Tobacco use and your
More about Pure Periodontics.
Smokers have more severe gum disease than non-smokers with deeper pockets and a poorer response to periodontal treatment. They also have an increased risk of disease reoccurrence.
Smokers are more likely to suffer greater tooth loss and the return of periodontal problems.
Alongside this, smoking also masks the obvious sign of gum disease; bleeding. This means that smokers can be unaware of periodontal problems.
The increased risk is thought to be due to a reduction in gingival blood flow, impaired white cell function, impaired wound healing and an increased production of inflammatory substances (cytokines) that enhance tissue breakdown. Many studies have shown that persistent smoking leads to greater tooth loss and a reduced response to periodontal therapy.
Tobacco use and Oral Cancer
Nicotine and gum disease
Nicotine also promotes the formation of a thicker “mucous” like saliva. This thicker “mucous” is less effective at counteracting the effects of acid attack after eating than the regular thinner saliva.
Gum disease and loose teeth
Types of tobacco
There is no safe form of tobacco use and there are many types of tobacco available. All forms contain nicotine and can cause addiction and health problems.
Products that contain tobacco:
- cigarettes & cigars
- Kreeteks & Bidis
- chewing tobacco, betel quid, gutkha, paan
Stopping tobacco use
Most health problems are caused by other components in tobacco smoke, not by the nicotine. Smoking is highly addictive, largely because it delivers nicotine very quickly to the brain and this makes stopping smoking difficult.
Licensed nicotine-containing products are an effective way of reducing the harm from tobacco for both the person smoking and those around them. It is safer to use licensed nicotine-containing products than to smoke.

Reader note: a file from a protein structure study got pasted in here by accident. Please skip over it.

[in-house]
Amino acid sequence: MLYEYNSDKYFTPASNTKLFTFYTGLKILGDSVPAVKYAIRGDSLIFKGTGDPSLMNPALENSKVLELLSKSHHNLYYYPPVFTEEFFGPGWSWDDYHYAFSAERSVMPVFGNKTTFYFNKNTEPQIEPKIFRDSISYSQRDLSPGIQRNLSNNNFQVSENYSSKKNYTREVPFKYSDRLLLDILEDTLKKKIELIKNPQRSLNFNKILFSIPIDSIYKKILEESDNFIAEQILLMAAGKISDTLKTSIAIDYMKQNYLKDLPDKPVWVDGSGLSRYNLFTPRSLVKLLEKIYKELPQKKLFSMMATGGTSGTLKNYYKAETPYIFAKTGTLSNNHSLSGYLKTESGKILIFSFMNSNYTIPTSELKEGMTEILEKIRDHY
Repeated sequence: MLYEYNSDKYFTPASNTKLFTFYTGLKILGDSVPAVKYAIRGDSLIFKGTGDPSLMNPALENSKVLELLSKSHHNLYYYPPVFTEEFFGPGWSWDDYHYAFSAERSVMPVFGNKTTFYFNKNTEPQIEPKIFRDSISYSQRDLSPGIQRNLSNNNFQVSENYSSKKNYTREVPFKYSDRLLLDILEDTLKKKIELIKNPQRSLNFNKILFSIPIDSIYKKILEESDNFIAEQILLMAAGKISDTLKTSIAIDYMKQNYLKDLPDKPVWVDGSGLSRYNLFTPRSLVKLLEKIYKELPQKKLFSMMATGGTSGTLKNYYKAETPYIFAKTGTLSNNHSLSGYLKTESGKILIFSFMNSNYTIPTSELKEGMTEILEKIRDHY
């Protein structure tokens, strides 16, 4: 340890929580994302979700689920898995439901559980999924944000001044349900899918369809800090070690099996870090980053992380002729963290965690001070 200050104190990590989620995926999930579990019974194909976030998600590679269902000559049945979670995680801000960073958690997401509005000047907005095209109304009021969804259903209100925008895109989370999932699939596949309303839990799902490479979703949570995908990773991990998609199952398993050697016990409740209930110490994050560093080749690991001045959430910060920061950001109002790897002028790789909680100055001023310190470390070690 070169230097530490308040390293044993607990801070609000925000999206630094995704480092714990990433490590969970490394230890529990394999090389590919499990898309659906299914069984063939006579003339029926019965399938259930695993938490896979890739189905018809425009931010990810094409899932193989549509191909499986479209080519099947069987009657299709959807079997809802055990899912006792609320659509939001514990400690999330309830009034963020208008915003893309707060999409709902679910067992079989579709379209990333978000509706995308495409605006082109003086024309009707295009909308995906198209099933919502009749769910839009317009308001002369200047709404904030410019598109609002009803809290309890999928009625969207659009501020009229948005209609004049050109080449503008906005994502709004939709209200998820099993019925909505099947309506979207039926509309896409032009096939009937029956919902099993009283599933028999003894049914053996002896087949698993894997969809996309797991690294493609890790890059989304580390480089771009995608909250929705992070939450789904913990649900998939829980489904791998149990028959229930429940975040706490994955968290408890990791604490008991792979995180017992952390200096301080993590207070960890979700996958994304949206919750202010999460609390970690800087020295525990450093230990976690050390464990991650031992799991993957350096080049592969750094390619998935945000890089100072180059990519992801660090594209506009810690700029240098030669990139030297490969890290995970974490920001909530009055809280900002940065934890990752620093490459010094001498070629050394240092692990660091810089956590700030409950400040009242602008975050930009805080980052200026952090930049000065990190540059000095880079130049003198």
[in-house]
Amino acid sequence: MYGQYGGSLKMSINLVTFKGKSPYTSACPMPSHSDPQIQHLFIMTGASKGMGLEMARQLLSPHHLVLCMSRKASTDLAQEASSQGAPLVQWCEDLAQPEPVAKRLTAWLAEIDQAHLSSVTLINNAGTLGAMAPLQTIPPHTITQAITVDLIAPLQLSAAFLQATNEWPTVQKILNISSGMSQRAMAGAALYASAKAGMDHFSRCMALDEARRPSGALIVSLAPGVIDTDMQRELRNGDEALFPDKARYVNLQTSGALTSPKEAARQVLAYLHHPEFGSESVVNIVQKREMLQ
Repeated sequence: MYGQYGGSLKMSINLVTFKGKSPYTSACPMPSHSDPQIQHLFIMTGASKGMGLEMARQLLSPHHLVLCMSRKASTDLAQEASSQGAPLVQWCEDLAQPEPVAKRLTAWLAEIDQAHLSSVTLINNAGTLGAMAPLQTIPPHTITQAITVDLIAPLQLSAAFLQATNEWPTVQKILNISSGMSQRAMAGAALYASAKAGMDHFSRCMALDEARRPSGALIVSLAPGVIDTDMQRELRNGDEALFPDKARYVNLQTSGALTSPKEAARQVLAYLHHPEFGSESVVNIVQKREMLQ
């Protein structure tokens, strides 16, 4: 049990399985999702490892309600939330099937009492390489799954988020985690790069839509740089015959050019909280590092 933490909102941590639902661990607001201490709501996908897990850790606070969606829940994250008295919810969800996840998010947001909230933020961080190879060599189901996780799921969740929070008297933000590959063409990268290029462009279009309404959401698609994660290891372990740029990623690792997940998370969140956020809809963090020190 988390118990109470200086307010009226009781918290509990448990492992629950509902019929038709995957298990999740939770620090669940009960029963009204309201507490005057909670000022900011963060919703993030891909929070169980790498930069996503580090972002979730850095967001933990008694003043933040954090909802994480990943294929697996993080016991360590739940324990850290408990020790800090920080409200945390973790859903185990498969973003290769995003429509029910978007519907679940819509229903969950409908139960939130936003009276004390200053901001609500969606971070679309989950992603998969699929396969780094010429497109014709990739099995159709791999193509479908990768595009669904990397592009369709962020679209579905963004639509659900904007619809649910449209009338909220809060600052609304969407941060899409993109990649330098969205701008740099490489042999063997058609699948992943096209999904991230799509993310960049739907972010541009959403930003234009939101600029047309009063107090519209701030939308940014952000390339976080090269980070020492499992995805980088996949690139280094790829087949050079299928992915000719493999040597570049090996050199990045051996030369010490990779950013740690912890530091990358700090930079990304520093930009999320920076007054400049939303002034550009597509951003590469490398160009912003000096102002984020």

People who reduce the amount they smoke without supplementing their nicotine intake with a licensed nicotine product will compensate by drawing smoke deeper into their lungs, exhaling later and taking more puffs. It is recommended that those individuals should reduce the number of cigarettes they smoke or use a licensed nicotine containing product to give them some ‘therapeutic’ nicotine. This is more likely to reduce the amount that they smoke and to improve their health.
Licensed nicotine-containing products are available on prescription, over the counter at pharmacies and on general sale at many retail outlets.
However, recent studies are now show that the e-cigarette vapour is not inactive and exposure to the vapour can produce a toxic effect on cells and lead to DNA damaging effects. Although electronic cigarettes aren’t as harmful as traditional cigarettes, it is important to recognise that they do not come risk free.
To receive the necessary support and guidance to give up smoking, you can seek help from your GP, contact the free NHS help line – NHS Go Smoke Free, or your local Boots store that offer Boots Smoke Less Service. It is important to be aware you don’t have to go through what can be a difficult journey alone.
Stop smoking support
Boots Smoke Less Service